Written by Klemen Zumer with Paul Anton Kindermann,
Chief Economist of the World Bank (WB), Penny Goldberg, presented an exclusive snapshot of the 2020 World Development Report in the Library Reading Room at the European Parliament on 1 October 2019, discussing the economic challenges and perspectives of global value chains (GVCs) for economic development: what can policy makers do to facilitate sustainable growth through GVCs? This question is particularly pressing in the wake of continuous trade conflicts that dampen expectations for further growth. The high-level event with Penny Goldberg and EP Vice President Pedro Silva Pereira kicked off intensified EPRS cooperation with the World Bank that will spark many follow up initiatives.
GVCs constitute a central layer of today’s unprecedentedly interconnected world economy. In a GVC, countries do not simply trade products. They produce together, as different steps of a single production process are distributed to different locations around the world, and the parts produced in each place are shipped across the globe often crossing borders multiple times. GVCs extend the division of labour to an international scale. In the contemporary world economy, almost all countries participate in GVCs; at different stages of the economic chain, they export raw materials, semi-finished goods, or eventually goods ready for consumption. The steady emergence of these GVCs over four decades has powered an economic revolution that boosted economic growth.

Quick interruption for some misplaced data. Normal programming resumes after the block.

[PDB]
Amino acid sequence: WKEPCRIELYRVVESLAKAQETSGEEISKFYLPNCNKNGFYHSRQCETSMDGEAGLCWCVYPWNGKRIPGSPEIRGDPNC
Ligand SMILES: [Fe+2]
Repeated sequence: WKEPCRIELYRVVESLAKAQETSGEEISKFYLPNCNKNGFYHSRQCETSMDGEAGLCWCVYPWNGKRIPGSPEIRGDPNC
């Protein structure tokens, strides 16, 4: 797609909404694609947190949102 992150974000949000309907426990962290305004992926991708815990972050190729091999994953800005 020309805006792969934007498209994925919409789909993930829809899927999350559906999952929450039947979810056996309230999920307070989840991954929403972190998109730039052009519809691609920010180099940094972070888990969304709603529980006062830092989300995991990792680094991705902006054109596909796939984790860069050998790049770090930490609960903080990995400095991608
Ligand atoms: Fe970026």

In general, the World Bank finds comprehensive empirical evidence that GVCs facilitate major income growth in manufacturing countries. And in developing countries, GVC firms have contributed to significant poverty reductions. On the other hand, Penny Goldberg identifies two major problems that come as costs of participating in GVCs. First, the economic gains that result from GVCs are distributed unequally across and within countries: participation in GVCs disadvantages unskilled workers, and women and youth are generally placed in lower value-added segments of production. Second, the high transportation costs are a strain on the environment. Thus, policy-makers are called upon to ensure that benefits are shared and the environment protected – e.g. by a carbon tax or stronger regulations on particular industries and polluters. Only then can globalisation ‘work for everyone’.
While these policies are needed urgently, the profound potential of GVCs for further, sustainable economic growth can only be harnessed if the rule-based international trade system is maintained and strengthened. Penny Goldberg warned that the continuation of protectionist measures could push more than 30 million people into poverty and crush global income. In concert with EP Vice President Pereira, she emphasised that international cooperation on trade is critical for the sustainable growth of all countries and suggested several criteria that new deep trade agreements should fulfil – such as stronger rules on subsidies. Vice-President Silva Pereira recalled the problems of trade agreements which lacked public support and came under heavy scrutiny. Here, he said, the EP should, among other things, push for prominent placement of sustainable development chapters in new, comprehensive agreements.
Following a lively question and answer session, Penny Goldberg promised to be back at EPRS soon to discuss the report in more detail.